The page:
Re: [PATCH] fuse: update size attr before doing IO

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On 3/12/24 17:55, Bernd Schubert wrote:

On 3/12/24 19:18, Sweet Tea Dorminy wrote:

On 3/11/24 06:01, Miklos Szeredi wrote:
On Thu, 7 Mar 2024 at 16:10, Sweet Tea Dorminy
<sweettea-kernel@xxxxxxxxxx> wrote:

All calls into generic vfs functions need to make sure that the inode
attributes used by those functions are up to date, by calling
fuse_update_attributes() as appropriate.

generic_write_checks() accesses inode size in order to get the
appropriate file offset for files opened with O_APPEND. Currently, in
some cases, fuse_update_attributes() is not called before
generic_write_checks(), potentially resulting in corruption/overwrite of
previously appended data if i_size is out of date in the cached inode.

While this all sounds good, I don't think it makes sense.

Why?  Because doing cached O_APPEND writes without any sort of
exclusion with remote writes is just not going to work.

Either the server ignores the current size and writes at the offset
that the kernel supplied (which will be the cached size of the file)
and executes the write at that position, or it appends the write to
the current EOF.  In the former case the cache will be consistent, but
append semantics are not observed, while in the latter case the append
semantics are observed, but the cache will be inconsistent.

Solution: either exclude remote writes or don't use the cache.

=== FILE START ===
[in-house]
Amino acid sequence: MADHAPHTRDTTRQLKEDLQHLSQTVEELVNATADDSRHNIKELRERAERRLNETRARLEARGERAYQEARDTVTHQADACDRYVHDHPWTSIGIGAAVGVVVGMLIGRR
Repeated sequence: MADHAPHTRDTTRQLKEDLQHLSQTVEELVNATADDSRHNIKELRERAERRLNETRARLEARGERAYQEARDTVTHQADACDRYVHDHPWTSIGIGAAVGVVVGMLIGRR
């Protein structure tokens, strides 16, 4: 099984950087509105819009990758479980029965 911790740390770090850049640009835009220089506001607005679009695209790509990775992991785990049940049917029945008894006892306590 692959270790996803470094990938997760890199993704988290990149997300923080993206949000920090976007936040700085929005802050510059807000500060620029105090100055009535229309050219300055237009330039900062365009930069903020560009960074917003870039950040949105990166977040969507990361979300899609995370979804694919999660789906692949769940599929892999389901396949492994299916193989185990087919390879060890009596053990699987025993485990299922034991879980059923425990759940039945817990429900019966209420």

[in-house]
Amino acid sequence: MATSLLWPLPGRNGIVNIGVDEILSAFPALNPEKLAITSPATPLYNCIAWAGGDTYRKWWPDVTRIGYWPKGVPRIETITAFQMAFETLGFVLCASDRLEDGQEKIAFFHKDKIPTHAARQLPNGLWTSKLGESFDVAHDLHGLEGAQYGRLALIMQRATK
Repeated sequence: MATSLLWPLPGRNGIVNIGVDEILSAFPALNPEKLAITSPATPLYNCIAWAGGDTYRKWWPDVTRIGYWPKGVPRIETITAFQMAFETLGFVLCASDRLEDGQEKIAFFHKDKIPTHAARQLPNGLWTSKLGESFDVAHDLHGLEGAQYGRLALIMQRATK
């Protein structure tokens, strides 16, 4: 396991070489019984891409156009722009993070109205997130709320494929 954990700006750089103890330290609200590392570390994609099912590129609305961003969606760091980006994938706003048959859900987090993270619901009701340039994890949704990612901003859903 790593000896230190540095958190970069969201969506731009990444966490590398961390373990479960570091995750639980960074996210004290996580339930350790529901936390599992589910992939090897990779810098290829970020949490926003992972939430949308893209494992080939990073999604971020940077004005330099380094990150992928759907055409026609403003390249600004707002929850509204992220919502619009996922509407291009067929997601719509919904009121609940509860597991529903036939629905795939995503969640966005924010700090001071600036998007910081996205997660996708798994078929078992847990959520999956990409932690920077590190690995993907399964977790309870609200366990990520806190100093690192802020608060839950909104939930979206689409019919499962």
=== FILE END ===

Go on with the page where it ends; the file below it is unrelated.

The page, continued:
Updating the file size before the write does not prevent the race,
only makes the window smaller.

Definitely agree with you.

The usecase at hand is a sort of NFS-like network filesystem, where
there's exclusion of remote writes while the file is open, but no
problem with remote writes while the file is closed.

The alternative we considered was to add a fuse_update_attributes() call
to open.

We thought about doing so during d_revalidate/lookup_fast(). But as far
as I understand, lookup_fast() is not just called during open, and will
use the cached inode if the dentry timeout hasn't expired. We tried
setting dentry timeout to 0, but that lost too much performance. So that
didn't seem to work.

But updating attributes after giving the filesystem a chance to
invalidate them during open() would work, I think?

You mean something like this?

diff --git a/fs/fuse/dir.c b/fs/fuse/dir.c
index d19cbf34c634..2723270323d9 100644
--- a/fs/fuse/dir.c
+++ b/fs/fuse/dir.c
@@ -204,7 +204,7 @@ static int fuse_dentry_revalidate(struct dentry *entry, unsigned int flags)
         if (inode && fuse_is_bad(inode))
                 goto invalid;
         else if (time_before64(fuse_dentry_time(entry), get_jiffies_64()) ||
-                (flags & (LOOKUP_EXCL | LOOKUP_REVAL | LOOKUP_RENAME_TARGET))) {
                 struct fuse_entry_out outarg;
                 struct fuse_forget_link *forget;

I think this would make sense and could be caught by the atomic-open/revalidate
(once I get back to it).

That's an idea I like a lot, although I think that leaves open a window for a race and I can't see how to fix it easily.

If we passed the lookup_open flag down to the filesystem daemon, for it to exclusively lock the file, then we'd need a call to un-exclusively-lock it on an error later in the open process.

But if we don't do that and exclusively locked during fuse_send_open(), the window between lookup and fuse_send_open() would allow stat updates still before the file was exclusively locked.


Sweet Tea

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